Billionaire Jeffrey Epstein benefactor steps down as CEO of massive private equity firm: report

One of Jeffrey Epstein's biggest benefactors will no longer be CEO of a major private equity firm.

"The founders of Apollo Global Management, one of the world's biggest private equity firms, engaged in a brief power struggle this weekend over control of the firm, a rift that opened up after an inquiry revealed that one founder — Apollo's chief executive and chairman, Leon Black — had paid $150 million to the convicted sex offender Jeffrey Epstein," The New York Times reports. "On Monday, Mr. Black announced his plan to step down as chief executive of the company this year."

"The review — ordered by the firm's board in October after The New York Times detailed at least $75 million in payments — found that Mr. Black had paid Mr. Epstein significantly more, according to two people familiar with the inquiry, who requested anonymity because the report was not public. The sum effectively bankrolled the disgraced financier's lifestyle in the years after his 2008 guilty plea to a Florida prostitution charge involving a teenage girl," the newspaper reported.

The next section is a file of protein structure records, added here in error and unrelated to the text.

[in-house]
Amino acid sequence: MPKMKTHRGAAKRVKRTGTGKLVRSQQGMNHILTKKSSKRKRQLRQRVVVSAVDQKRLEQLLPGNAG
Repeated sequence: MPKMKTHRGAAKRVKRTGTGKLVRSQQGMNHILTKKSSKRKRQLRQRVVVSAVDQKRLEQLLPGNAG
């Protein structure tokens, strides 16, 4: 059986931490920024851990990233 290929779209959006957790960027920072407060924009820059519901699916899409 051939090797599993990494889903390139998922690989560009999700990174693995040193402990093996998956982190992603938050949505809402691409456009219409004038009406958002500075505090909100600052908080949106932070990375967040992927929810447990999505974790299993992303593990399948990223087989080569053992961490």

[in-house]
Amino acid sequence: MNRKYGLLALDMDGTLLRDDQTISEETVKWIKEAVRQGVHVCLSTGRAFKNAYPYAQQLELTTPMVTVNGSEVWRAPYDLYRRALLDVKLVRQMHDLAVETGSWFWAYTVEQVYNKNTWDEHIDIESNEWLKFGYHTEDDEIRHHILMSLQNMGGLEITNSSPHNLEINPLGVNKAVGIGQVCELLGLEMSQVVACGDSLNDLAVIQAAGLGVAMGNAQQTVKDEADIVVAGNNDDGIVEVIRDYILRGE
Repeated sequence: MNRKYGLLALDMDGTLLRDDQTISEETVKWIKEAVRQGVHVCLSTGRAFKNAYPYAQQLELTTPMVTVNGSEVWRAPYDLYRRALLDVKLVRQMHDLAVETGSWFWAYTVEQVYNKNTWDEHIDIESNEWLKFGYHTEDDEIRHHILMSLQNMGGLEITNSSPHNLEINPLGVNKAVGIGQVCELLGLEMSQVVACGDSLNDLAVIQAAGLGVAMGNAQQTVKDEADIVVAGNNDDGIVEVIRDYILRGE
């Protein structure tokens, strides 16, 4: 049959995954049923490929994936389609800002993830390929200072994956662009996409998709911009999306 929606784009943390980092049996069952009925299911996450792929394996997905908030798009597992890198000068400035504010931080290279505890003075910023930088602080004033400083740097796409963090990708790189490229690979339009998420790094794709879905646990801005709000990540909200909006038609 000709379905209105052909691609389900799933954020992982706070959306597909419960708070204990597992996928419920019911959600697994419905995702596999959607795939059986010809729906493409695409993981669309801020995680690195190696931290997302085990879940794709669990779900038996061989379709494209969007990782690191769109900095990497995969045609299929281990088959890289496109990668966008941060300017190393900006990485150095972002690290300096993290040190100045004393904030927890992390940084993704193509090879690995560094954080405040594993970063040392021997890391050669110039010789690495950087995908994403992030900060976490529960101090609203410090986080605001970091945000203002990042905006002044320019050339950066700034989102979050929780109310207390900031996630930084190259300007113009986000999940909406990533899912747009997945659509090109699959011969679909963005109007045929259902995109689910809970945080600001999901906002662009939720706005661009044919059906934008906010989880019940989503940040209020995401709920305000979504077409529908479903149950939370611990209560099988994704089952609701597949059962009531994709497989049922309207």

"The findings created friction between Mr. Black and one of Apollo's other founders, Joshua Harris, according to three people briefed on the discussions. One of the people said Mr. Harris believed that Mr. Black showed poor judgment in consorting with Mr. Epstein, and that the new findings would further hurt Apollo's reputation. In recent months, Apollo investors had begun openly questioning the financial ties between Mr. Black and Mr. Epstein, who died in 2019," the newspaper noted. "Apollo, based in New York, manages $433 billion for institutional investors, including pension plans and sovereign wealth funds."